What are causes of arms competition in South Asia?
Focusing just on expenditure misses the defining feature of the evolving security paradigm in South Asia—the introduction of nuclear weapons in 1998. Indian and Pakistani nuclear developments are the main cause of arms race concerns.
Which countries in South Asia have nuclear weapons?
Southern Asia is home to three nuclear powers—China, India, and Pakistan—that continue to expand and modernize their arms programs.
How many nukes were made in the arms race?
During this same period, in addition to the American and Soviet nuclear stockpiles, other countries developed nuclear weapons, though none engaged in warhead production on nearly the same scale as the two superpowers….
Are India and Pakistan in an arms race?
Seventy years after partition, nuclear-powers India and Pakistan are locked in a bitter arms race.
When did Russia develop nuclear weapons?
29 August 1949
Russia became the world’s second nuclear weapon state after it tested its first device at Semipalatinsk, Kazakhstan on 29 August 1949.
Why did India go nuclear?
India’s loss to China in a brief Himalayan border war in October 1962, provided the New Delhi government impetus for developing nuclear weapons as a means of deterring potential Chinese aggression.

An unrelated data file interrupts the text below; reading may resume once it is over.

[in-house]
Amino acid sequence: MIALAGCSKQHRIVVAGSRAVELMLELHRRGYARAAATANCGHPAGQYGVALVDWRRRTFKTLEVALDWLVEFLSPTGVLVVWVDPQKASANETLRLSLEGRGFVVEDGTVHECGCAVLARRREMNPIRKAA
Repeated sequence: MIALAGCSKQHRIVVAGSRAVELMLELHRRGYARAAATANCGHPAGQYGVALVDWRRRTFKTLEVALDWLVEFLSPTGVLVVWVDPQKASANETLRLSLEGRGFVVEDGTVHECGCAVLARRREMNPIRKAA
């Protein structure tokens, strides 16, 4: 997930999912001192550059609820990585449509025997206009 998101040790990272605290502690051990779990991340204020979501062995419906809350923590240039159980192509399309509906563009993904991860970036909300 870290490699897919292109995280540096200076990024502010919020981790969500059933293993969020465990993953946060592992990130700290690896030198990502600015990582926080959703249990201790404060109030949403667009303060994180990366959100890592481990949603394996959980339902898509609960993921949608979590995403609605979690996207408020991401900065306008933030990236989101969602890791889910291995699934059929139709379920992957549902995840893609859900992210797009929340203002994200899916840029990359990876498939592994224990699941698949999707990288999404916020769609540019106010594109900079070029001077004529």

Is there a nuclear arms race in South Asia?
South Asia, a volatile and unstable region, has been witnessing an escalation in military and nuclear rivalry, somewhat overshadowed by the understandable fears of a nuclear arms race in the Middle East.
Why is there an arms race in India?
Nuclear-Capable Missile Tests as a Measure of Arms Racing Indian and Pakistani nuclear developments are the main cause of arms race concerns.
Who are the three nuclear powers in South Asia?
This part of the world, according to analysts, is fast becoming a race for nuclear supremacy between three powers – India, Pakistan and China (while technically not classified as South Asia, the country shares borders with both India and Pakistan).
When did the US start using nuclear weapons in South Asia?
This is a revised and expanded version of a note originally prepared for the Department of Energy, August 1998, as part of a project on the future of US-South Asian relations.